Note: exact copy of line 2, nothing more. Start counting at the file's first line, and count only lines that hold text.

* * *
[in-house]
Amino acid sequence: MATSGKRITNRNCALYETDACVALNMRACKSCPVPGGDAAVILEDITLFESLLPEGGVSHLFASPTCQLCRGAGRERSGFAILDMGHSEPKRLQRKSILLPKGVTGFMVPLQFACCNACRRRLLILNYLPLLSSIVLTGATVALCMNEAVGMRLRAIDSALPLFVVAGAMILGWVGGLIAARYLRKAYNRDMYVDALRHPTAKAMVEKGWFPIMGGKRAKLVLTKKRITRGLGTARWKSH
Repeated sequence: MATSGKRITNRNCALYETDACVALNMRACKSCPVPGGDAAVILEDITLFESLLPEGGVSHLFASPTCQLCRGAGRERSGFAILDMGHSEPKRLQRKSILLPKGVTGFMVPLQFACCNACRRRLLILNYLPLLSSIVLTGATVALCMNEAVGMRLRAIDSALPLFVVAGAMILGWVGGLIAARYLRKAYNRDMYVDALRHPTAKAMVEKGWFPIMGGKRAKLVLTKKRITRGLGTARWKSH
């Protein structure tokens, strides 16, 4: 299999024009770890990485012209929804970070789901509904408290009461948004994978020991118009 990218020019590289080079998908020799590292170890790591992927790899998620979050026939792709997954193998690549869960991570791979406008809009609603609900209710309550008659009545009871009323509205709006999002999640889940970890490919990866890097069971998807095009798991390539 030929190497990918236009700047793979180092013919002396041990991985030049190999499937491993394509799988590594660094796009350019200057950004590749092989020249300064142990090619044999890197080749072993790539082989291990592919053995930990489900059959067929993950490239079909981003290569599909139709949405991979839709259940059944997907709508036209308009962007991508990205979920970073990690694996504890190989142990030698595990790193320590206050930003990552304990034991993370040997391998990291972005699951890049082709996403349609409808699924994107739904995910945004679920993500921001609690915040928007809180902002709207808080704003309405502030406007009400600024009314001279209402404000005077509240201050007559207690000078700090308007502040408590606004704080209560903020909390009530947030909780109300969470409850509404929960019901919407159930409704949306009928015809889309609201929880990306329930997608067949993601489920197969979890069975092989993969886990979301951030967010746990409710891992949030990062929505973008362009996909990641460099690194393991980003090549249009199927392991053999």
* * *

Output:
Amino acid sequence: MATSGKRITNRNCALYETDACVALNMRACKSCPVPGGDAAVILEDITLFESLLPEGGVSHLFASPTCQLCRGAGRERSGFAILDMGHSEPKRLQRKSILLPKGVTGFMVPLQFACCNACRRRLLILNYLPLLSSIVLTGATVALCMNEAVGMRLRAIDSALPLFVVAGAMILGWVGGLIAARYLRKAYNRDMYVDALRHPTAKAMVEKGWFPIMGGKRAKLVLTKKRITRGLGTARWKSH